Clean – is a relative term, far different from today’s idea of clean. Natural fibres in fabrics allow for garments to just be aired out from time to time. The finishes of fabrics not washed out by commercial machines also helped to repel dirt. A simple brushing is often all a garment needs. Also, for the most part, people did not smell as bad as we imagine. Polyester fibres hold on to moisture created by the body and trap it within the garment to rot and create the smell we think of as ‘bad’. Natural fibres breath better, getting rid of the moisture to allow the garment to stay cleaner longer. The wearing and laundry of body linens helps to shield the clothing from the body, but also to protect the body from excess build-up of oils and skin cells that when rotting, cause us to smell.
Progressive - a relatively new form of living historian who could be seen as being fanatical about the material culture, and the history of the eighteenth century. These are the people who will undertake a route march in the middle of the night in January to better understand the mindset of their forefathers who had to march into battle in winter months. Drifting Focus photography page has images of this year’s event here, http://www.driftingfocus.com/portfolio_page/the-occupation-of-the-jersies-peales-march-to-princeton/. They are also the type who will weave their own cloth, spin their own thread, tan their own leather, just to get things ‘right’. Sound familiar? While I am considered to be a progressive, I, like many of my peers, realize that there is still so much to learn. There will be no resting back ‘doing things like we have always done things’ with this group. The learning is the key focus of this group.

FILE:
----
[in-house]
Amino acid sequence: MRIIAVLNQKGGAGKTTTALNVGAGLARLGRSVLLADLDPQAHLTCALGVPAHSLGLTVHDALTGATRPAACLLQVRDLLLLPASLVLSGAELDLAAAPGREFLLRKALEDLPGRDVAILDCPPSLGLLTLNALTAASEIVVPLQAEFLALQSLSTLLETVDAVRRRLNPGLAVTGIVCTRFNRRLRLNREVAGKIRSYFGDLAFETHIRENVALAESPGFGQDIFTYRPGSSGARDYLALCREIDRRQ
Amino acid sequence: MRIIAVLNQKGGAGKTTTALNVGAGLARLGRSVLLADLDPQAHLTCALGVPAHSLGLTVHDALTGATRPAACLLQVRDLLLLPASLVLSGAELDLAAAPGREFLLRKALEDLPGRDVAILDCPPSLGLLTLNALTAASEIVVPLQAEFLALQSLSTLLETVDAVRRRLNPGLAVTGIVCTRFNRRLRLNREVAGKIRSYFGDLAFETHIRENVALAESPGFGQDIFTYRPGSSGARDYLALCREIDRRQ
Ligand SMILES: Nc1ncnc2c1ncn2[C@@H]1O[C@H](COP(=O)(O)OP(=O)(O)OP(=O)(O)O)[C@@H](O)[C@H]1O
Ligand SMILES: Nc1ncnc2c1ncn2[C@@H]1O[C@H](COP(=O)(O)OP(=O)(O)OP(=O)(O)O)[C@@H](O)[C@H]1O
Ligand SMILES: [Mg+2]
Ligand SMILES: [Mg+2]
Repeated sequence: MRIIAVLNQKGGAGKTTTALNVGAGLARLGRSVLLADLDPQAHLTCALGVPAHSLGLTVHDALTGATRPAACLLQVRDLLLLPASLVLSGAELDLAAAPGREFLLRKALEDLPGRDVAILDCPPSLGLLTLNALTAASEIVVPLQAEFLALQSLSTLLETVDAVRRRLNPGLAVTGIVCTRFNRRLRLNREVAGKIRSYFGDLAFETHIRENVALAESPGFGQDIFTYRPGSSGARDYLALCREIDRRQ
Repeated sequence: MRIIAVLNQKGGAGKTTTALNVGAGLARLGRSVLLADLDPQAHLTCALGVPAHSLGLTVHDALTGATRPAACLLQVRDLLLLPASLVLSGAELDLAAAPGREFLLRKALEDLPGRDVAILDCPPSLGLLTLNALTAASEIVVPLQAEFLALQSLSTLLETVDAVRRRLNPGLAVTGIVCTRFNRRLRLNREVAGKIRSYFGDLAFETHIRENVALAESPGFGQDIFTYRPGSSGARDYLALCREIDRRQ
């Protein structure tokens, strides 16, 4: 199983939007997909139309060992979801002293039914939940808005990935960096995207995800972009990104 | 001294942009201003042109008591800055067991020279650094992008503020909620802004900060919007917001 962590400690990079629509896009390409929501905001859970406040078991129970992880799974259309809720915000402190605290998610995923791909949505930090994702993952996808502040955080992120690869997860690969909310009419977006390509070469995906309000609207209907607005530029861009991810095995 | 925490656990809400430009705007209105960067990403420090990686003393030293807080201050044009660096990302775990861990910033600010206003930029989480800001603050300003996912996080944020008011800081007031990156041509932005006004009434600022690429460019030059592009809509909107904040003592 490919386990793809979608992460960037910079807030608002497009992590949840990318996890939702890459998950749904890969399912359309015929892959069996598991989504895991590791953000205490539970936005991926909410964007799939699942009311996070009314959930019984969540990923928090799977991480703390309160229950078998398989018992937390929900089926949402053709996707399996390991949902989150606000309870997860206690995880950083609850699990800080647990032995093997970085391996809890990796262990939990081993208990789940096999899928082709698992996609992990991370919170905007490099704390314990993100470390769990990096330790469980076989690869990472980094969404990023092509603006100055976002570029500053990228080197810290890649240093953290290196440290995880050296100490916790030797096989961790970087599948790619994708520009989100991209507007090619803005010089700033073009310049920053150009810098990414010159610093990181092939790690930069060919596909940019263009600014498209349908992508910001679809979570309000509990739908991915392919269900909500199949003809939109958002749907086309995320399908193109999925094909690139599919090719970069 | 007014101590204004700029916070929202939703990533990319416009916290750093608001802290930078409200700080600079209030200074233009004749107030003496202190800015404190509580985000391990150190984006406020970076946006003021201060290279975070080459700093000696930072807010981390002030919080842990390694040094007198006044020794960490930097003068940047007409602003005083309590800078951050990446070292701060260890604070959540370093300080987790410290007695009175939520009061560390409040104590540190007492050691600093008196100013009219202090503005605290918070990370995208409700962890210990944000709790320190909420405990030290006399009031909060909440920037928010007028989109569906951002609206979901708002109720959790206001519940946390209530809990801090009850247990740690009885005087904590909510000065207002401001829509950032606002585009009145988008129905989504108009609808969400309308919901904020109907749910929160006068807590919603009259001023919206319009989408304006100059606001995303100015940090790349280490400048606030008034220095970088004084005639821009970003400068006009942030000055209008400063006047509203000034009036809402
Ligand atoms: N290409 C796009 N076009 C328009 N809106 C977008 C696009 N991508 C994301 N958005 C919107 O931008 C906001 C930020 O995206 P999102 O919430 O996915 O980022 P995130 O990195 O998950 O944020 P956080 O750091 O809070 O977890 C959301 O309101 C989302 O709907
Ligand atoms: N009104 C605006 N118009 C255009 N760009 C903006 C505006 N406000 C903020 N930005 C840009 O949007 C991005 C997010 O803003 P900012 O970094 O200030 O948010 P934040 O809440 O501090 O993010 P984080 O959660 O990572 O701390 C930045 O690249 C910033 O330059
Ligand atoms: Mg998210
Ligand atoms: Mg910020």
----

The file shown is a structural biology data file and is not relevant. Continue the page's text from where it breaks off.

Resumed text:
Michel de Certeau, translated by Steven F. Rendall. 1984. The Practices of Everyday Life. Berkeley and Los Angeles: University of California Press.
Potvin, John. 2009. "Introduction: Inserting Fashion Into Space." In The Places and Spaces of Fashion, 1800-2007, by John Potvin, 1-18. New York: Routledge.